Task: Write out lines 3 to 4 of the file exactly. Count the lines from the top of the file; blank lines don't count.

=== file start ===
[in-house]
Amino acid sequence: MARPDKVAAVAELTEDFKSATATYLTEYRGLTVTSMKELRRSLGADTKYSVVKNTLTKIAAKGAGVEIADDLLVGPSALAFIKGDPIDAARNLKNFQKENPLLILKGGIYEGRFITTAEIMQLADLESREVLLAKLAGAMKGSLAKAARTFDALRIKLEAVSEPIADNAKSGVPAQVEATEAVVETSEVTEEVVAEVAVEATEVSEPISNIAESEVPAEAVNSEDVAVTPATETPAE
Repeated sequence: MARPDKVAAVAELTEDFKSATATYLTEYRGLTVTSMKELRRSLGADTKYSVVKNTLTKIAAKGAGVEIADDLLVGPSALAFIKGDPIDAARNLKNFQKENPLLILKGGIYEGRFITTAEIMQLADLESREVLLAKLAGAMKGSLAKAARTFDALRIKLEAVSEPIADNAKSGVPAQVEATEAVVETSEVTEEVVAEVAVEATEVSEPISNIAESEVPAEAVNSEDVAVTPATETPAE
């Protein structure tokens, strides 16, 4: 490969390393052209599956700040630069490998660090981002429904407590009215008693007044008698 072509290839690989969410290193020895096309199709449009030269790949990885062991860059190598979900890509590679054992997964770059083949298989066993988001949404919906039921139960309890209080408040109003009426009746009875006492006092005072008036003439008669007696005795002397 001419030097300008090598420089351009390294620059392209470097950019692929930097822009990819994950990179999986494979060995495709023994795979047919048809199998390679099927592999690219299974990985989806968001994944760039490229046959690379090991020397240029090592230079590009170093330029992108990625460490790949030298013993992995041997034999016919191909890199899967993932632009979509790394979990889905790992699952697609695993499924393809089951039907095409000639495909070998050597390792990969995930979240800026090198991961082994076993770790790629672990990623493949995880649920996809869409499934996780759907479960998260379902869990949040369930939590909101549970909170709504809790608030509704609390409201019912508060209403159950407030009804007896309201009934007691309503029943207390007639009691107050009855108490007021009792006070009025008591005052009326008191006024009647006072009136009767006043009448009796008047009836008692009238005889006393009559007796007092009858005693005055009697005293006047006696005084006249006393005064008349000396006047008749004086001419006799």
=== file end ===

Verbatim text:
Repeated sequence: MARPDKVAAVAELTEDFKSATATYLTEYRGLTVTSMKELRRSLGADTKYSVVKNTLTKIAAKGAGVEIADDLLVGPSALAFIKGDPIDAARNLKNFQKENPLLILKGGIYEGRFITTAEIMQLADLESREVLLAKLAGAMKGSLAKAARTFDALRIKLEAVSEPIADNAKSGVPAQVEATEAVVETSEVTEEVVAEVAVEATEVSEPISNIAESEVPAEAVNSEDVAVTPATETPAE
């Protein structure tokens, strides 16, 4: 490969390393052209599956700040630069490998660090981002429904407590009215008693007044008698 072509290839690989969410290193020895096309199709449009030269790949990885062991860059190598979900890509590679054992997964770059083949298989066993988001949404919906039921139960309890209080408040109003009426009746009875006492006092005072008036003439008669007696005795002397 001419030097300008090598420089351009390294620059392209470097950019692929930097822009990819994950990179999986494979060995495709023994795979047919048809199998390679099927592999690219299974990985989806968001994944760039490229046959690379090991020397240029090592230079590009170093330029992108990625460490790949030298013993992995041997034999016919191909890199899967993932632009979509790394979990889905790992699952697609695993499924393809089951039907095409000639495909070998050597390792990969995930979240800026090198991961082994076993770790790629672990990623493949995880649920996809869409499934996780759907479960998260379902869990949040369930939590909101549970909170709504809790608030509704609390409201019912508060209403159950407030009804007896309201009934007691309503029943207390007639009691107050009855108490007021009792006070009025008591005052009326008191006024009647006072009136009767006043009448009796008047009836008692009238005889006393009559007796007092009858005693005055009697005293006047006696005084006249006393005064008349000396006047008749004086001419006799």